On March 1, 2010, after a 10-date rescheduled tour in Australia, Avery stated on his Twitter page: “the janes addiction experiment is at an end.” Rumors were already spreading around a few weeks before, as Duff McKagan was said to be the new bassist for Jane’s, but Avery had kept his position for the remaining few dates of the 2009/2010 tour.
In February 2012, Justin Meldal-Johnsen commented on the talkbass.com forum that Avery would be joining Garbage on their upcoming tour. In early May 2012 Garbage uploaded a video from their rehearsal, performing the song “Battle in Me”, with Avery playing bass.
Avery has since performed in the two Garbage tours that followed, the band’s 20th-anniversary tour and the one for the album Strange Little Birds, in which Avery plays bass in six tracks.
Avery released his second solo album, entitled LIFE.TIME., on February 15, 2013.
On February 25, 2013, Trent Reznor named Avery as the new touring bassist of Nine Inch Nails. Avery was slated to perform in the Twenty Thirteen Tour from Summer 2013 into 2014, but announced his withdrawal on May 15, 2013, stating that after a year traveling with Garbage he did not feel like going on another extended tour. Read also about Adam Jones (musician)
Eric Avery Age
Eric Avery. Eric Adam Avery (born April 25, 1965) is an American musician. He is best known as the former bass guitarist and co-founding member of alternative rock band Jane’s Addiction. He was born on April 25, 1965, in Los Angeles, CA, he is 54 years old as of 2019
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A self-taught bassist, Avery has singled Peter Hook of Joy Division and New Order as his major influence on bass playing, considering that British bassists were deeper with the instrument as “American rock bass is kick drum, it just kicks drum and then the root note of what the guitar player is doing.”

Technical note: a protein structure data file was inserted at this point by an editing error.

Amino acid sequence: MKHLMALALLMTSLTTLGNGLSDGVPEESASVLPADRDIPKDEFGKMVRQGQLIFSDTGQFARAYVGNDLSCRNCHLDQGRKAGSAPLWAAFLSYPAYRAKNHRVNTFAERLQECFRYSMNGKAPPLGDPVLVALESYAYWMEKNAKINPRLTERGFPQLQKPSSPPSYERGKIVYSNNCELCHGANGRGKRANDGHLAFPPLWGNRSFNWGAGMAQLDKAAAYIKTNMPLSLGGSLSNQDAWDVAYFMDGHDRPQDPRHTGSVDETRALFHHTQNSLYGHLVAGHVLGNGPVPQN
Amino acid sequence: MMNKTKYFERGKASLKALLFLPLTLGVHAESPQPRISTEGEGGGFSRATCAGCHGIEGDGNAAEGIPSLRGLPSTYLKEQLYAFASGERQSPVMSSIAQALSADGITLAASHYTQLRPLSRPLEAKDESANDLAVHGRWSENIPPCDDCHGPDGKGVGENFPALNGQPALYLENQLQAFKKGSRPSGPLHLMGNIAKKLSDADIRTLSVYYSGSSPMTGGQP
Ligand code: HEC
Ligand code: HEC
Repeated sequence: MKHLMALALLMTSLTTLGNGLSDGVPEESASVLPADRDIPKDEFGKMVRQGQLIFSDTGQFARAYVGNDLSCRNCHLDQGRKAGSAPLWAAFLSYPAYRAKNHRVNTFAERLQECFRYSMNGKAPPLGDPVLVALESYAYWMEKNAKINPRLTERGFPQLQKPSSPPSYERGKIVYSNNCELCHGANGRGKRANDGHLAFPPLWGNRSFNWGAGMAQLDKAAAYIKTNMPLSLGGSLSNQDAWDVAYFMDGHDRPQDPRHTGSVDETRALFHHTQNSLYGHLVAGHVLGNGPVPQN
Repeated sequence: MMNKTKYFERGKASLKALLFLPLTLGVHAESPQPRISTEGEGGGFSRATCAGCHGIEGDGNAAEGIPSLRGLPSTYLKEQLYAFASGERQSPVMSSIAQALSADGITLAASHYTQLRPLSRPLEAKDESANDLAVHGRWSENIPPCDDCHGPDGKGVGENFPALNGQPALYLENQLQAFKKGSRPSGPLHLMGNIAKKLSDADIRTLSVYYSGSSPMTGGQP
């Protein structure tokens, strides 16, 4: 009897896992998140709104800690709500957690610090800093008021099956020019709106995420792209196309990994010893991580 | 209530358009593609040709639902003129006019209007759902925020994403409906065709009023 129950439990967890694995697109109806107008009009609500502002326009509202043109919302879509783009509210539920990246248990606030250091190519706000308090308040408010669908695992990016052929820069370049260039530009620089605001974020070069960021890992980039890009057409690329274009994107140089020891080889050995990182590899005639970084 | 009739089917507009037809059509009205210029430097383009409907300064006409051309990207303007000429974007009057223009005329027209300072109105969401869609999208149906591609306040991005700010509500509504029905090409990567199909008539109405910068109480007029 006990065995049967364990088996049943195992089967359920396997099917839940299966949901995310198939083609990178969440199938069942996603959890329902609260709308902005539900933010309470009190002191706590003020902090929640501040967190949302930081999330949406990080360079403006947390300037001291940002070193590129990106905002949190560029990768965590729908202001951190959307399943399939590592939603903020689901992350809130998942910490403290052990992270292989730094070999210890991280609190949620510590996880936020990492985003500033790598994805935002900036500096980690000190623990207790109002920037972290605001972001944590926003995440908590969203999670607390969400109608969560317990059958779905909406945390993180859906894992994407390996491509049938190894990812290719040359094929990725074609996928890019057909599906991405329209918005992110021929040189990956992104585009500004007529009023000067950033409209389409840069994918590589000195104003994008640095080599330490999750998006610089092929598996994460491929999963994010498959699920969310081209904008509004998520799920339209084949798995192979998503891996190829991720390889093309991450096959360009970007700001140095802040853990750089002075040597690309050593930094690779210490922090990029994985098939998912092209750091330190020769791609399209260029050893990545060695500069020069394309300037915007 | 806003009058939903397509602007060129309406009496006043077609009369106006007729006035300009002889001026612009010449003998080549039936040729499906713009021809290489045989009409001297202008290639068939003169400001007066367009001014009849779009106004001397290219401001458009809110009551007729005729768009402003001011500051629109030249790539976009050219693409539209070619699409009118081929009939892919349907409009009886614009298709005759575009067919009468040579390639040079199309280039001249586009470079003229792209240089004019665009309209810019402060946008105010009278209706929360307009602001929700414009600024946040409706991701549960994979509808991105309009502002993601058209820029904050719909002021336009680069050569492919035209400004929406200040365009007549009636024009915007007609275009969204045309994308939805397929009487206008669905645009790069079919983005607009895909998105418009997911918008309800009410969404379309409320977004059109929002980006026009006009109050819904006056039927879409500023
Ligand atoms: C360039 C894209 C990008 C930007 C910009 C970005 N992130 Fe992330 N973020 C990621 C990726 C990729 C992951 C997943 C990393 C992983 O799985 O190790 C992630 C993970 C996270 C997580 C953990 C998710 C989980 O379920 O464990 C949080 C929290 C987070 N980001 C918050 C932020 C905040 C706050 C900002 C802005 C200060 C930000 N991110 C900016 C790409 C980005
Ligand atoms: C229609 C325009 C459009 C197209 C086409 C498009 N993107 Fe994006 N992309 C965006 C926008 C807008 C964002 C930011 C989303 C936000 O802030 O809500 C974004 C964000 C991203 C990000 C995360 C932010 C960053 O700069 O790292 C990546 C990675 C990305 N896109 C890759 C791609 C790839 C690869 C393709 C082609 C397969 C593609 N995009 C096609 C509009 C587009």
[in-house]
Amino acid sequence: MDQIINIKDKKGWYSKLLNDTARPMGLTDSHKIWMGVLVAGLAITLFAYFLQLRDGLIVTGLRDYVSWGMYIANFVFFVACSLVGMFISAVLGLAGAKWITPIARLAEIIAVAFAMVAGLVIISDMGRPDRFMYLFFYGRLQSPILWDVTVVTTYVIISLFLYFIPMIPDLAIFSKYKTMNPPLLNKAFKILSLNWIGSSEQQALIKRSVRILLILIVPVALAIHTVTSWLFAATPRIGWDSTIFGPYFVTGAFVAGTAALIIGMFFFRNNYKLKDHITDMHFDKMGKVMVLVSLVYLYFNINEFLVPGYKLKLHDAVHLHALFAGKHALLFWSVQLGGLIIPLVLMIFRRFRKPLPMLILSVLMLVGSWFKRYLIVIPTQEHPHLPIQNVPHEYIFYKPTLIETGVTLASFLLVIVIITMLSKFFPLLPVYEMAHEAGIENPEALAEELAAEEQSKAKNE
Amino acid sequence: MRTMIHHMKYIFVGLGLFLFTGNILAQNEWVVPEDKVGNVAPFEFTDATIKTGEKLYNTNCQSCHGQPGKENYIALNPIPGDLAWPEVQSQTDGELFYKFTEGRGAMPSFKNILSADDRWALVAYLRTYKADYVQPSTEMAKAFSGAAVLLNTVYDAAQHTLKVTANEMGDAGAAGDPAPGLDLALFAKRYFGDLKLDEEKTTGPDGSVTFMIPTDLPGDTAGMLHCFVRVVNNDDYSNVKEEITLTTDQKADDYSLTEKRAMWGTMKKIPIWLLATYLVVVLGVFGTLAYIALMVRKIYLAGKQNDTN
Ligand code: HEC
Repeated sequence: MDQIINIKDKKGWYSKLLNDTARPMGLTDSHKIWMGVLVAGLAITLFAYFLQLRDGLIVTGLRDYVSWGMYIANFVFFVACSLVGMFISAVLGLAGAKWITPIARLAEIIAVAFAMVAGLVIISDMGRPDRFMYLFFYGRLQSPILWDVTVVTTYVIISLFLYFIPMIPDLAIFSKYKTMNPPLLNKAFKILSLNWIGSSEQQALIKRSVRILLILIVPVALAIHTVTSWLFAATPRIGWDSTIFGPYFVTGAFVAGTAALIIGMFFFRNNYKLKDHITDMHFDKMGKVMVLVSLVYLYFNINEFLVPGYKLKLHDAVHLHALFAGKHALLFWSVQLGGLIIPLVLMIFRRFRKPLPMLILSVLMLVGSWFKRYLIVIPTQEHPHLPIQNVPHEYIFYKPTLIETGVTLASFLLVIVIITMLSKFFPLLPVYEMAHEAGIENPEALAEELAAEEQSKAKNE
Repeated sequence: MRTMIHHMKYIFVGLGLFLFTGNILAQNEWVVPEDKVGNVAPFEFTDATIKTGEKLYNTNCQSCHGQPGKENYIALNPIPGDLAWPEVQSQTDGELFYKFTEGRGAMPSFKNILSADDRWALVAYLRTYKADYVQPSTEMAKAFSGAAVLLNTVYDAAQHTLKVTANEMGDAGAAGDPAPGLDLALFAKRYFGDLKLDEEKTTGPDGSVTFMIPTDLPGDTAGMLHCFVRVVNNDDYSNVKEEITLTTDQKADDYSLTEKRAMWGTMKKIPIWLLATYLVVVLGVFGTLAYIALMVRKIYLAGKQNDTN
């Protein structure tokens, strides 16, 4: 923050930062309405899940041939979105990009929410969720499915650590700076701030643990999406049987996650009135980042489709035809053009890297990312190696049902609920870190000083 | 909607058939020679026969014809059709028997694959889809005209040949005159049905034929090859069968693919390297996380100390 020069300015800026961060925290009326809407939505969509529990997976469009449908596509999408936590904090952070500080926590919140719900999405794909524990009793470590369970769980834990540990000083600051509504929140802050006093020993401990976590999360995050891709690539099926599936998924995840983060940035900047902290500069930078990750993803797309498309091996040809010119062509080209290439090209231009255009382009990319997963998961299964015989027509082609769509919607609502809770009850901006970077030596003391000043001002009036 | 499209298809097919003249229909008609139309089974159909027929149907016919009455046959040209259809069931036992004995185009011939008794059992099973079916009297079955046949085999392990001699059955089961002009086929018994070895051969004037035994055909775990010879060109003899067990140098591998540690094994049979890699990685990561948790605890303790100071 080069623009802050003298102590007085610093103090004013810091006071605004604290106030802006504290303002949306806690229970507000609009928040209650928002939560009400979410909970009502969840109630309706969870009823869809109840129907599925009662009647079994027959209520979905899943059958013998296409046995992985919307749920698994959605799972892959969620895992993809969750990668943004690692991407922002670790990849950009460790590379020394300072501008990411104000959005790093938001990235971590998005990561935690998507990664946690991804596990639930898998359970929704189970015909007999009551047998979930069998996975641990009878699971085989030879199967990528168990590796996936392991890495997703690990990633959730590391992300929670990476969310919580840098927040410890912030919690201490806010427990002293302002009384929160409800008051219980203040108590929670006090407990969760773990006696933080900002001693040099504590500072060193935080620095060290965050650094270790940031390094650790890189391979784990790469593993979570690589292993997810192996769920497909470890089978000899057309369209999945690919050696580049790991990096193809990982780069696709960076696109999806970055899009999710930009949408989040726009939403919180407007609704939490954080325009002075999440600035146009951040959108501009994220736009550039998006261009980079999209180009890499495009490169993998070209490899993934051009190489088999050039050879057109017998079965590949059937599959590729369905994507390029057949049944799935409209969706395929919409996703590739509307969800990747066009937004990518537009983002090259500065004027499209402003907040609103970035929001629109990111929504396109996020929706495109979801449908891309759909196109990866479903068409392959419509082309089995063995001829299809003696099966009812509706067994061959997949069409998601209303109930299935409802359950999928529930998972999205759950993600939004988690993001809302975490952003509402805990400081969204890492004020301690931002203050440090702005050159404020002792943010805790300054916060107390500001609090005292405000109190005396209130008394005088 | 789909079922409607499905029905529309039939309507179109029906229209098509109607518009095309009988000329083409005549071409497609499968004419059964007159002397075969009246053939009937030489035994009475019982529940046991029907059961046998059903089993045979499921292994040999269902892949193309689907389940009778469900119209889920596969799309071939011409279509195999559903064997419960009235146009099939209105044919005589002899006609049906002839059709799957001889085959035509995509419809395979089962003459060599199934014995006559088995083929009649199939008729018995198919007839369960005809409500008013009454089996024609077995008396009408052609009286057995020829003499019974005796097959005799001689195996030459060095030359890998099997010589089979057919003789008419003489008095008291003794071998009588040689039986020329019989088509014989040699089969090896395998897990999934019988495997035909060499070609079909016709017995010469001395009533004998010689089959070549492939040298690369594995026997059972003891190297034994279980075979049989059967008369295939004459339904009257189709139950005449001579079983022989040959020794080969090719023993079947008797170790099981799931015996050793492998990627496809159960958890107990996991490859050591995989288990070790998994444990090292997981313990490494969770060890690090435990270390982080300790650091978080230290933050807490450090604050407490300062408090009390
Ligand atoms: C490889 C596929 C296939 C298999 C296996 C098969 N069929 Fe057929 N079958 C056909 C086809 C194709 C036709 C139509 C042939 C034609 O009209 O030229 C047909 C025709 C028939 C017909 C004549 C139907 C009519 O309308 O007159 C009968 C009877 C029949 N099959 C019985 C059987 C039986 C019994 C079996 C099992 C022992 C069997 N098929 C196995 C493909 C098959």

In Jane’s Addiction, Avery stated that in the early phases the basslines would end up as a replacement rhythm guitar, “sort of built on that so Dave can riff on it and Stephen also can riff on it”. Read also about Alexis DeJoria
On his solo career, Avery only played the bass at the final stages of Help Wanted, instead “focused on gadgets and keyboards and guitars and vocals and lyrics and other things like that”. While playing with Garbage, Avery was for the first time “playing a more traditional bass role in a rock band” as his bass would only try to match Butch Vig’s drumming.
“Nothing’s Shocking influenced me a lot, especially with what Eric Avery proposed from the bass,” says Nick Oliveri, of Queens of the Stone Age, Kyuss and Mondo Generator. “Eric had written the music on his own, the guitars and the drums came later. So he inspired me on that side”
John Frusciante of the Red Hot Chili Peppers stated on the Stadium Arcadium commentary that his guitar playing style is influenced by Avery’s spacious and heavily melodic playing.
Eric Avery Wife, Married
Eric Adam Avery is an American musician. He is best known as the former bass guitarist and co-founding member of alternative rock band Jane’s Addiction.
Avery has also been a touring bassist for both Garbage and Nine Inch Nails. In 2008, Avery released a solo album, entitled Help Wanted, and a second in 2013 called LIFE.TIME.
Avery played in Jane’s Addiction initially from the beginning in 1985 to its first end 1991 and rejoined the group in 2008 before departing again in 2010. His pieces of information about marriages, Wife, Wedding are not yet revealed but stay ready for the update soon
Eric Avery Net Worth
He has recorded for Alanis Morissette, he has also gone from tour with her, in addition to having a short relationship. Tool singer Maynard James Keenan invited him to replace former band bassist Paul D’Amour.